A reward pathway, or reward system, refers to a group of brain structures that are activated by rewarding stimuli. The most crucial reward pathway in the brain is known as the mesolimbic dopamine system. Though there are other existing reward pathways, the dopamine reward system is a key detector of rewarding stimuli. A series of experiments conducted by James Olds and Peter Milner in the 1950s were the first indication of reward pathways in the brain. These experiments involved implanting electrodes into the brains of rats. The rats then pressed levers which stimulated different areas of the brain. Olds and Milner found that the rats repeatedly pressed the lever to receive stimulation to the front end of the brain called the corpus callosum. It was determined that the corpus callosum is the most sensitive area of the brain, with rats pressing a lever over 7,500 times in 12 hours to receive electrical stimulation to that area of the brain. This repetitive behavior was a strong indication that the rats were enjoying the stimulation. It is now understood that when our brain structures are exposed to rewarding stimuli, like drugs or alcohol, brains respond by increasing the release of the chemical, dopamine.
Addiction And The Brain: The Difference Between Natural And Artificial Rewards
Research into reward pathways has shown that the brain is hardwired to repeat rewarding behaviors as a survival instinct. Intrinsic rewards such as food, water, sex, and nurturing allow for feelings of pleasure while eating, drinking, copulating, and being nurtured. [inline_cta_one] Each of these natural rewards are meant to inhibit human survival on a primal level. However, natural reward pathways can sometimes feel limited once someone is exposed to an artificial reward. Artificial rewards release more substantial amounts of “feel-good” chemicals like dopamine and serotonin in the brain compared to natural rewards.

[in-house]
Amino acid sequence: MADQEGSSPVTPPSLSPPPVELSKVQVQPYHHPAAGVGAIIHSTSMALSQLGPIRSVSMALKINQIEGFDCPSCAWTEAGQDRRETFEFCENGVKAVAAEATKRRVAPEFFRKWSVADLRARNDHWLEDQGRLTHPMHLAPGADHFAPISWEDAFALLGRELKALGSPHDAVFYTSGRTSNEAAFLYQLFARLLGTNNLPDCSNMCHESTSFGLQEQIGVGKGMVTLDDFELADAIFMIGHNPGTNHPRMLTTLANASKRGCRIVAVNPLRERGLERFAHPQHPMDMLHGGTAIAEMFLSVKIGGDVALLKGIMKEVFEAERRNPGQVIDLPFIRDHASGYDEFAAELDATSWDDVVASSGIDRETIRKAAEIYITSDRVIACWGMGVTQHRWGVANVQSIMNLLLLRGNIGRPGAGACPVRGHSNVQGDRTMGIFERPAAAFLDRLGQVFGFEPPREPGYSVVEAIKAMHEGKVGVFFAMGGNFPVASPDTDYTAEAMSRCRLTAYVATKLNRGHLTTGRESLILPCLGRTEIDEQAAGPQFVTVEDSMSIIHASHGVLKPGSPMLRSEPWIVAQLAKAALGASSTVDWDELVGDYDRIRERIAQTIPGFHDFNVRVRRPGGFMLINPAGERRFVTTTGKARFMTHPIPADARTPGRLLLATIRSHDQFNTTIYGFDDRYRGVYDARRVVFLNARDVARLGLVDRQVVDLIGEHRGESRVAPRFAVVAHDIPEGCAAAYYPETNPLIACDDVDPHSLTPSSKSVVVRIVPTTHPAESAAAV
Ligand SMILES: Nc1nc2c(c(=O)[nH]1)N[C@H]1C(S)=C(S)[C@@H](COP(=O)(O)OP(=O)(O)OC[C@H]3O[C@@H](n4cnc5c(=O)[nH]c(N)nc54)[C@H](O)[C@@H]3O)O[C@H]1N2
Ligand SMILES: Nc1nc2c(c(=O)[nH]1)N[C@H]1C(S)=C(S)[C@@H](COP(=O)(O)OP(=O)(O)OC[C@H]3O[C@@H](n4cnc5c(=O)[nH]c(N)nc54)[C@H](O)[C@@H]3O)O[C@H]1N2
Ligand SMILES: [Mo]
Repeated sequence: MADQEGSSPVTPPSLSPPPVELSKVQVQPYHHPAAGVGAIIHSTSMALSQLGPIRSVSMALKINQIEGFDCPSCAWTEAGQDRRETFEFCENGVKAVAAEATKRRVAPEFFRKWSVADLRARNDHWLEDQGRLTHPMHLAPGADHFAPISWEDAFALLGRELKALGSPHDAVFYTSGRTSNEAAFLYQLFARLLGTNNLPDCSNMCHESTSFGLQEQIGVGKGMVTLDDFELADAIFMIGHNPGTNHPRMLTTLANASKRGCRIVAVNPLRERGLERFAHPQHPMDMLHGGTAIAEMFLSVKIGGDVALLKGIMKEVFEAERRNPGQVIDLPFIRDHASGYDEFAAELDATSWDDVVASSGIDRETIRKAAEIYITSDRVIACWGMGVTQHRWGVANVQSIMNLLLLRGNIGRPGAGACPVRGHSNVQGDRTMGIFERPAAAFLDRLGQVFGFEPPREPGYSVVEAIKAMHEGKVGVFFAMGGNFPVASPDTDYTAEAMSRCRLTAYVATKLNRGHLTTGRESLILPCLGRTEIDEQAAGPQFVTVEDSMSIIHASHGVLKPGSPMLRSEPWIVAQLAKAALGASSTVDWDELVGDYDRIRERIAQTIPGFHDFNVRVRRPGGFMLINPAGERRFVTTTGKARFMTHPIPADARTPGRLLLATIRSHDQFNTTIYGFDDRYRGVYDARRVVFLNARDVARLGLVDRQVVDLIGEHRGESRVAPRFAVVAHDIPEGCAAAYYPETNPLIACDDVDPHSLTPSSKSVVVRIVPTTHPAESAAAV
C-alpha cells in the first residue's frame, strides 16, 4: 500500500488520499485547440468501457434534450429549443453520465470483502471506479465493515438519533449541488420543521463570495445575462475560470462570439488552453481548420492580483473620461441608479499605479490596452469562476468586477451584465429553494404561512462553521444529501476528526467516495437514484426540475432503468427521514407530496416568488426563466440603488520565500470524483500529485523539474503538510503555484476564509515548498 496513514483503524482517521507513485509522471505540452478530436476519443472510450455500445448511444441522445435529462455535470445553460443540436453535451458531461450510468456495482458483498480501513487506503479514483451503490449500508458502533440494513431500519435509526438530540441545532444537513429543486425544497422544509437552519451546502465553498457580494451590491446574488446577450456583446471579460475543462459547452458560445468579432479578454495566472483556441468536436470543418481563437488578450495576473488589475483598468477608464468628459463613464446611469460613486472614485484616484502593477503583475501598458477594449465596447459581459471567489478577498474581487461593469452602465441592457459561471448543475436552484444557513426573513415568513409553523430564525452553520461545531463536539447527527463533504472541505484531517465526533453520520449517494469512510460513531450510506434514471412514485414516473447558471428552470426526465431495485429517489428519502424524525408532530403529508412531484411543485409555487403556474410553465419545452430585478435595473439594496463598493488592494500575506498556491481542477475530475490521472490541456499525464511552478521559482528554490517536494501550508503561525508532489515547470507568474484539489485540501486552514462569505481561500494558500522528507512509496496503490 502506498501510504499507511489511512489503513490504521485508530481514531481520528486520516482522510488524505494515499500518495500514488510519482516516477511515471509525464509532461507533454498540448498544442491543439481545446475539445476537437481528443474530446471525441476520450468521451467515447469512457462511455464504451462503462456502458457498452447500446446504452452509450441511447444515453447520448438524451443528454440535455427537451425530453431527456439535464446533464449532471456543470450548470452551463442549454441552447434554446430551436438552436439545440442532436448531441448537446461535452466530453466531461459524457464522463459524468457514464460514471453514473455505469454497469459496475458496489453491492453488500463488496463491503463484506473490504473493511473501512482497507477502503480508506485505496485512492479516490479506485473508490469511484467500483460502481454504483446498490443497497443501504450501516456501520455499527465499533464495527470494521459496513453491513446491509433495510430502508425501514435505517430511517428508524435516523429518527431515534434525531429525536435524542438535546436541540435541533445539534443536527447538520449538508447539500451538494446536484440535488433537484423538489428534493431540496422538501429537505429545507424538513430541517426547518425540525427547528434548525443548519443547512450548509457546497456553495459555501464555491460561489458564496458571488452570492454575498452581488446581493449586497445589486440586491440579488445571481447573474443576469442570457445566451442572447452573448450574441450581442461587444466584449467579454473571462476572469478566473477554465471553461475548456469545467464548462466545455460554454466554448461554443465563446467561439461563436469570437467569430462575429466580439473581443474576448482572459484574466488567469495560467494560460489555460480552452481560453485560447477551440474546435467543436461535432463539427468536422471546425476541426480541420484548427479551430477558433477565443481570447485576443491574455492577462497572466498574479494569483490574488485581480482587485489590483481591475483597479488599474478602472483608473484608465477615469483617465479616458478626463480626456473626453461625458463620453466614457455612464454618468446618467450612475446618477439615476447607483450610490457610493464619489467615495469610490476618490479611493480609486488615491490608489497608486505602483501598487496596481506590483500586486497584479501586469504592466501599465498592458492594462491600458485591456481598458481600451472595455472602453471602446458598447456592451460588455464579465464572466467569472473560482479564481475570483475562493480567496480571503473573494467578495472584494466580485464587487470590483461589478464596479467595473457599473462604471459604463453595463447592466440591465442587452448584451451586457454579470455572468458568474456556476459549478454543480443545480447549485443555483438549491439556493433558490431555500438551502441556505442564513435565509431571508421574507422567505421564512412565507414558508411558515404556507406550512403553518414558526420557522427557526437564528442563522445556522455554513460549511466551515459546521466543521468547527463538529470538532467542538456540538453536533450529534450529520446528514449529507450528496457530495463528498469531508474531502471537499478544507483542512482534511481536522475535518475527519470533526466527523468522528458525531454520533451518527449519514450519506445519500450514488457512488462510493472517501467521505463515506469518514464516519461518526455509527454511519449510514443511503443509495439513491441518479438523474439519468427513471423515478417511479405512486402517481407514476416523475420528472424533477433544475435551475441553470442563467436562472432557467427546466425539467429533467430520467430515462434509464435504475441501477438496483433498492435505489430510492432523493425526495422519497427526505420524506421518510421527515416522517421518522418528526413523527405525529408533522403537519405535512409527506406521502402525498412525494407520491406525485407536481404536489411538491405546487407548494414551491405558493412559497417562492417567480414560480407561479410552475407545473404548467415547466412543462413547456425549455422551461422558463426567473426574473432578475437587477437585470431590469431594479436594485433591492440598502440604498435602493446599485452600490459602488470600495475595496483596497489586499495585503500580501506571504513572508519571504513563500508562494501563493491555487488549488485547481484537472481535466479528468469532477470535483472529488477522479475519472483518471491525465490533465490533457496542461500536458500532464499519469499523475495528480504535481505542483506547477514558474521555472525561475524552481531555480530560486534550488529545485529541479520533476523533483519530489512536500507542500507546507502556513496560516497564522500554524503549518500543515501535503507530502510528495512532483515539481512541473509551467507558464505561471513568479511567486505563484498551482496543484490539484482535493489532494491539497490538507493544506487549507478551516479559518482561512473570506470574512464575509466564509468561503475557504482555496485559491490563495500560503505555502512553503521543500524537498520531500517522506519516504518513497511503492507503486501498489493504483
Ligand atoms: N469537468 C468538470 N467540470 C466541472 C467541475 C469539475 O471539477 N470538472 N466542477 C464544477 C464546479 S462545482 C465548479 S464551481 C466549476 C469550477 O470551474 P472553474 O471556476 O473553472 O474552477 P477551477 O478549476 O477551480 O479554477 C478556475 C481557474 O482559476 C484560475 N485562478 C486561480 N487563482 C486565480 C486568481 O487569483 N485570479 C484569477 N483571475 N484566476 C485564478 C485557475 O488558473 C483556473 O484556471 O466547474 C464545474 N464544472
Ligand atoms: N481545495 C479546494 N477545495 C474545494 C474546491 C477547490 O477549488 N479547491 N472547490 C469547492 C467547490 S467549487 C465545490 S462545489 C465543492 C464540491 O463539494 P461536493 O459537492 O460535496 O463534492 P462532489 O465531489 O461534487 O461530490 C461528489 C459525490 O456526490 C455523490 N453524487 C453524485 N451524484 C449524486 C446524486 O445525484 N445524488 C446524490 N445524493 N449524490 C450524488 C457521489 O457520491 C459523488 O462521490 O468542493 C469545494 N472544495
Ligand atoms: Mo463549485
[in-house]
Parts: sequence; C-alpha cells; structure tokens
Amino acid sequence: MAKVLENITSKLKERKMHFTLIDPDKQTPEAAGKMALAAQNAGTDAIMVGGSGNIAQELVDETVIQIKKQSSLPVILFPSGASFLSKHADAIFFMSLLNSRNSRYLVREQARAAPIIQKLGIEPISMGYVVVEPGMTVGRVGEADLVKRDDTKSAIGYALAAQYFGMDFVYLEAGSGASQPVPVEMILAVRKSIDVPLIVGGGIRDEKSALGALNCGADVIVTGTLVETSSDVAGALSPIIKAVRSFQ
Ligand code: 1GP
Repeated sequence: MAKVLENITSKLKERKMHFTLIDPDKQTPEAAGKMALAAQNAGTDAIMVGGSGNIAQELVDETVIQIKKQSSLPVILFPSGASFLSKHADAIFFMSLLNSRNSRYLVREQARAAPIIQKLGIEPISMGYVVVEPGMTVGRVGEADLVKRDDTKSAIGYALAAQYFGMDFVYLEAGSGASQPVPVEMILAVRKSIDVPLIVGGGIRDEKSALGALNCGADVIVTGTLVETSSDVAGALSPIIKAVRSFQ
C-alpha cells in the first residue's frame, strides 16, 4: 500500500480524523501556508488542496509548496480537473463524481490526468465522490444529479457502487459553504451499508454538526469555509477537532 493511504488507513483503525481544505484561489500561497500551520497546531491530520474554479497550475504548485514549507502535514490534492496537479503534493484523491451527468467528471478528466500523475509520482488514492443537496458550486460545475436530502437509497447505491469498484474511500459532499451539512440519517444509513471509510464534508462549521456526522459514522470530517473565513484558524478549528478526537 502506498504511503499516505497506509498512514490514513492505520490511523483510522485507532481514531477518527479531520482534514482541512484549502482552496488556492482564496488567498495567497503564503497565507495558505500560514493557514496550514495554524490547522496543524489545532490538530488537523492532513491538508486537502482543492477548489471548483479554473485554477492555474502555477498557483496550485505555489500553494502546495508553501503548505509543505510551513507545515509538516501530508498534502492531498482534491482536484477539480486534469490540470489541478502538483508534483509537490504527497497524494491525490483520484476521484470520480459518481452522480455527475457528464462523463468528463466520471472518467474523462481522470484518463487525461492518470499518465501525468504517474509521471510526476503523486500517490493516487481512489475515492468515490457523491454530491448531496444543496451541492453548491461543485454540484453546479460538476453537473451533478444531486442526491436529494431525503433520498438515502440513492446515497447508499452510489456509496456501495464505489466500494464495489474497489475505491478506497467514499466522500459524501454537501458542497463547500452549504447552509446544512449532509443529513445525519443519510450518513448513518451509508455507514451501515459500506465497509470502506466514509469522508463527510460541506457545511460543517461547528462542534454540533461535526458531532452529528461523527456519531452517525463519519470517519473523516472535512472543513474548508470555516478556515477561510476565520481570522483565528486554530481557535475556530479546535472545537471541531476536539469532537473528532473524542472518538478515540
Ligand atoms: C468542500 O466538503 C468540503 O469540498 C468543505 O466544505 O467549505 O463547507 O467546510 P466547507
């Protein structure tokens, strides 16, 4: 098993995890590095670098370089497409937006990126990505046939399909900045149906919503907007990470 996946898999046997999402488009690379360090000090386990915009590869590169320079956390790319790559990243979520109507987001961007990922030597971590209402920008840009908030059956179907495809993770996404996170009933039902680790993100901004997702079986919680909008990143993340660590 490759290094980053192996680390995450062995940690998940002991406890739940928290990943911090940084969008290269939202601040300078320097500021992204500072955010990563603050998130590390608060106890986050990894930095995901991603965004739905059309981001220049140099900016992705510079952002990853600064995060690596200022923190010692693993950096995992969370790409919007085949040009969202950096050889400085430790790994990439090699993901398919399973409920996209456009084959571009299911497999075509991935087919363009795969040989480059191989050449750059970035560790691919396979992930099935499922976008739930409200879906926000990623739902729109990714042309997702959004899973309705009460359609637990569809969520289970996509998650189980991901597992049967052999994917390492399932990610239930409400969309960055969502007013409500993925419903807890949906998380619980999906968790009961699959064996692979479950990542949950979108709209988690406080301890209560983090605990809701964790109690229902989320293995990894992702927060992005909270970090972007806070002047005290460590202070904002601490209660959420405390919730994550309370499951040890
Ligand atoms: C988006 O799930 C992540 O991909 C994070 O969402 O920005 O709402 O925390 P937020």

From Reward Pathway To Addiction: The Brain On Dopamine
How are the reward pathway and addiction linked? The more someone repeats a behavior, the more reinforced that behavior becomes, creating a feedback loop. After a certain amount of time, physical changes occur in the brain, altering the reward pathway permanently. The amount of time it takes for such changes to occur depends on the type of substance being used. This could be after one use or over the course of months. Changes in the brain due to reinforced behavior are highly influential when a person transitions from casual use of a substance to addictive substance use. The persistent release of dopamine during chronic drug use gradually rewires specific brain structures, embedding drug cues, which leads to obsessive cravings for the substance. Addiction is a complex brain disease. However, at its core, addiction is a biological process, which is why substance use affects brain circuitry.
How Reward Pathways Contribute To Chronic Relapse
Multiple types of substances cause similar behavioral changes or addiction. This can be explained by the fact that all drugs produce common actions within the brain, such as activating the dopamine reward pathway. Once this pathway is activated, it can lead to permanent changes in brain structure. These changes are what make withdrawal so difficult and recovery a life-long process. Compulsive drug use can be a result of four overlapping brain regions or pathways, each with a distinctive pull toward substance use. The four brain regions/networks that commonly lead to relapse include priming (single use that develops into a binge), drug cues, cravings, and stress. The sections of the brain that instigate priming and drug cues also describe the mechanisms involved in addictive processes, which adds to the likeliness of an individual relapsing.
Recovering From Addiction With Effective Substance Use Treatment
Due to the hold reward pathways have over an individual’s actions, it can be nearly impossible to break free of an addiction cycle without support in treatment. Treatment options will vary, depending on the severity of substance use. Adequate substance use treatment has proven to play a critical role in a person’s ability to stop addictive behaviors and restore control over their lives. The most effective treatment types work to address the individual’s unique issues, including what caused them to begin substance use. By confronting both the mental and physical aspects of addiction, individuals are more likely to have a successful recovery outcome.